A previously healthy 13-year-old boy was transferred 2 months ago to our hospital for evaluation of pancytopenia and a sacrococcygeal abscess. His mother reports that 3 months prior to his admission, while visiting his family in Puerto Rico, he developed 2 days of fever, myalgias, bone pain, and swelling of his ankles and elbows. He was seen in an emergency department there and complete blood count (CBC) revealed hemoglobin of 12.9 g/dL, white blood cell count of 3,700/mm3 with 62% neutrophils, 33% lymphocytes, and platelet count of 200,000/mm3. He was discharged and given naproxen and his symptoms resolved.
Two months after his visit to the emergency department in Puerto Rico, he developed a fever of 103°F and pharyngitis. Although Group A streptococcal testing was negative, he was treated with 10 days of oral amoxicillin. His fevers continued throughout this antibiotic course, during which time he started complaining of buttock pain. His mother noted a “hard circle” on his right buttock. He was seen by his primary care physician, a sacrococcygeal abscess was diagnosed, and he was admitted to a local hospital. His mother reported a 15-lb. weight loss in the boy over the previous 3 months. On admission, CBC was notable for pancytopenia hemoglobin of 5.8 g/dL, white blood cell count of 1,200/mm3, and platelet count of 70,000/mm3. Inflammatory markers were elevated. Serum ferritin was more than 2,000 mg/dL and liver function tests were normal.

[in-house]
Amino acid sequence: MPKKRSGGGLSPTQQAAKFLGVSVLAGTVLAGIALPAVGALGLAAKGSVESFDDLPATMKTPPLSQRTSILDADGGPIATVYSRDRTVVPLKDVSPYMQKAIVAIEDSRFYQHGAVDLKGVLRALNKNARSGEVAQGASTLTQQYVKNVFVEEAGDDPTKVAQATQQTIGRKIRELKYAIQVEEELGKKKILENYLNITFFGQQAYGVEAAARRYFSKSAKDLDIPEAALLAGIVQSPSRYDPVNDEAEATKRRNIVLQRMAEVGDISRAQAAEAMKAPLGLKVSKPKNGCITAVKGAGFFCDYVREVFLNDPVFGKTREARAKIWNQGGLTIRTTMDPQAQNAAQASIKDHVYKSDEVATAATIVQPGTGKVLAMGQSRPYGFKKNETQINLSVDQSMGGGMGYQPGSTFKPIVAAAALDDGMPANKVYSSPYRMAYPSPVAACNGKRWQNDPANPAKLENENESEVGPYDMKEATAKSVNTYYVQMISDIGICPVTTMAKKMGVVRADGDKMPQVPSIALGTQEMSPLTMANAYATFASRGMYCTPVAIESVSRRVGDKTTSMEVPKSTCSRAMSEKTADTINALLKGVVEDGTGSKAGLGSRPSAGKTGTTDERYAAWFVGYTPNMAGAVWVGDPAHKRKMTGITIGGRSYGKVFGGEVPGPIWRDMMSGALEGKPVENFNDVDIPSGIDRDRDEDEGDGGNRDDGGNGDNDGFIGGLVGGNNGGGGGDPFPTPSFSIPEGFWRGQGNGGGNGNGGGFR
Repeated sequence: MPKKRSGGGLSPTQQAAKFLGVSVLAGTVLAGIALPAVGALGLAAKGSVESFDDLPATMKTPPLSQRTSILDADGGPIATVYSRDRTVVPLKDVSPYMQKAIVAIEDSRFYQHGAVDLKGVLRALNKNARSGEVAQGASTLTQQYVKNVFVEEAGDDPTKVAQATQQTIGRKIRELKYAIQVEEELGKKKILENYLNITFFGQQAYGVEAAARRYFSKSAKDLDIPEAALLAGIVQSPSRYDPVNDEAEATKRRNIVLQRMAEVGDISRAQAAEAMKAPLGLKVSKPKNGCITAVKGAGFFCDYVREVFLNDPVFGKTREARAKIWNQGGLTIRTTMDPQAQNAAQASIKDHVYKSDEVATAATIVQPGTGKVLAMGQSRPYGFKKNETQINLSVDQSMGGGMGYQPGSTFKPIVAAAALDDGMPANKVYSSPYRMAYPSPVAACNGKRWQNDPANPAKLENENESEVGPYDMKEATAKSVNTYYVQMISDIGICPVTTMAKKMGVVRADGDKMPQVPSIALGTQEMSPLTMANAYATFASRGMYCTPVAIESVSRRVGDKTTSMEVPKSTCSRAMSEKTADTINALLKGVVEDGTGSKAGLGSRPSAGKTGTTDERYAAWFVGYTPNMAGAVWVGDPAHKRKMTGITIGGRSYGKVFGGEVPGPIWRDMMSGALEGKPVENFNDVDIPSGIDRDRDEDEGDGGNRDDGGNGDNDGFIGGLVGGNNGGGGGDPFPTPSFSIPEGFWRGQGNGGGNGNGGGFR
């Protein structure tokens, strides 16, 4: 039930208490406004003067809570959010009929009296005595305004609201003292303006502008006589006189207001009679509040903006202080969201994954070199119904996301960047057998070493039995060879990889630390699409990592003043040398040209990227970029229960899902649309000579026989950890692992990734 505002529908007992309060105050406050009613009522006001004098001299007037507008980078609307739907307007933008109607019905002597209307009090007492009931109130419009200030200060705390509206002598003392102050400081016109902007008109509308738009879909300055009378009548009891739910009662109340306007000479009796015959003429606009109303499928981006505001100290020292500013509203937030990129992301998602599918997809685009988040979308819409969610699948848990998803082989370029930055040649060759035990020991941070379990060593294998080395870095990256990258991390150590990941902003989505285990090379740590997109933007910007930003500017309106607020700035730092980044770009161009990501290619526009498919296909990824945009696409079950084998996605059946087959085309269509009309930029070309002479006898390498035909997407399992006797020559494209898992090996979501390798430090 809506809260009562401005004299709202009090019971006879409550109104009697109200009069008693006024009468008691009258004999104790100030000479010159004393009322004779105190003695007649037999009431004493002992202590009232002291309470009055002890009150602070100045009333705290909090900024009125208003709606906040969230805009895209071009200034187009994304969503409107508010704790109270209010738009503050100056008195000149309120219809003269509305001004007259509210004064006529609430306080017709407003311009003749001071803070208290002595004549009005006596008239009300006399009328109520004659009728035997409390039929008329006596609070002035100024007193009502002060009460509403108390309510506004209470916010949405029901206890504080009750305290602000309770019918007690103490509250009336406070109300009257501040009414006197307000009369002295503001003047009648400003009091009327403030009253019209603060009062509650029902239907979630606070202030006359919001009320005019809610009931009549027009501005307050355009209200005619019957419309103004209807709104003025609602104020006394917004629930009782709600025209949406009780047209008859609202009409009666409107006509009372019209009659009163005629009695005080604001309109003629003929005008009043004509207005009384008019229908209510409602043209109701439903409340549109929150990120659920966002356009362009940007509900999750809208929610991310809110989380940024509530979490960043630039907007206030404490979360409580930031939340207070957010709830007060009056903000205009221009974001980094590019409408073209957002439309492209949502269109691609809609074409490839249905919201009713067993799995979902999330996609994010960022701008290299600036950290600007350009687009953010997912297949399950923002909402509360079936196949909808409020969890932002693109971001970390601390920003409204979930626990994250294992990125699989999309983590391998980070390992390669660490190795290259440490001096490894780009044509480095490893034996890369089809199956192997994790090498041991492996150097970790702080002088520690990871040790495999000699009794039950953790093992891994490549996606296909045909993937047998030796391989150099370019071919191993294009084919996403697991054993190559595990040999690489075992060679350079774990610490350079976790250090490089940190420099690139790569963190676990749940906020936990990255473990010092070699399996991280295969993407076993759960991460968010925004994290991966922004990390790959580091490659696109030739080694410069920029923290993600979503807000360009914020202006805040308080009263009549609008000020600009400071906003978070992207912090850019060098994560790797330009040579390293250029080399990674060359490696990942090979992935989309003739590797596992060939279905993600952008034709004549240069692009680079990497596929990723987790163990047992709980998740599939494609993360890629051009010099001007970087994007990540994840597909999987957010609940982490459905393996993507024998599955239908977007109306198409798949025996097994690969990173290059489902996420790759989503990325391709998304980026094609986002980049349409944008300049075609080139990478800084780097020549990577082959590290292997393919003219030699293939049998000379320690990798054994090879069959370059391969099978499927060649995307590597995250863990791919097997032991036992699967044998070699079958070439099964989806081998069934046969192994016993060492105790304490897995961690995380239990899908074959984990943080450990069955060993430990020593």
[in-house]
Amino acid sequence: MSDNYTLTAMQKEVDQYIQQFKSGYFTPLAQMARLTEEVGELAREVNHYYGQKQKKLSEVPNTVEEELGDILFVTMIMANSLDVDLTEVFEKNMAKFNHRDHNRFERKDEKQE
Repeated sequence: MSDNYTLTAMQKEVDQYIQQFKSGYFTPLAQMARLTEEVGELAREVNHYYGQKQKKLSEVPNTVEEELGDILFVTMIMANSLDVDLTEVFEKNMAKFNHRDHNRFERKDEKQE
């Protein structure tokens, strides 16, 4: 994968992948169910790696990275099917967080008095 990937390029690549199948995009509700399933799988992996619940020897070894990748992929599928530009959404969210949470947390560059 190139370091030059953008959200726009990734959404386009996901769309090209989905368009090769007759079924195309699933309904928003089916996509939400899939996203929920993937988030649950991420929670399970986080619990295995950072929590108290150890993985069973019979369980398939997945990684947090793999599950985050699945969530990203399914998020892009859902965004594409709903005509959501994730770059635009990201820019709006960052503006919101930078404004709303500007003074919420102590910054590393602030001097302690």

He underwent incision and drainage of the abscess, which grew “heavy skin flora,” and he was given intravenous vancomycin and piperacillin/tazobactam. Bone marrow aspirate and biopsy were “severely hypocellular on the aspirate with areas of decreased cellularity on the biopsy. There was not an increased percentage of blasts nor was there hemophagocytosis. Immune phenotyping showed no evidence of leukemia.” He was transferred to Ann & Robert H. Lurie Children’s Hospital of Chicago.
His past medical and family histories were negative.
Pertinent findings on physical examination upon transfer included weight and height in the 60th percentile, normal cardiovascular examination, normal-sized liver, palpable spleen 2 cm below left costal margin, and a healing incision 3 cm in length in the right gluteal cleft without drainage.
Shortly after transfer, CBC revealed hemoglobin of 9.5 g/dL, white blood cell count of 4,100/mm3 with 69% neutrophils, 25% lymphocytes, no blasts, and platelet count of 223,000/mm3. Blood chemistries were normal except for albumin of 2.7 mg/dL. Neopterin was markedly elevated and serum ferritin was 835 ng/mL (normal is 24–354 ng/mL).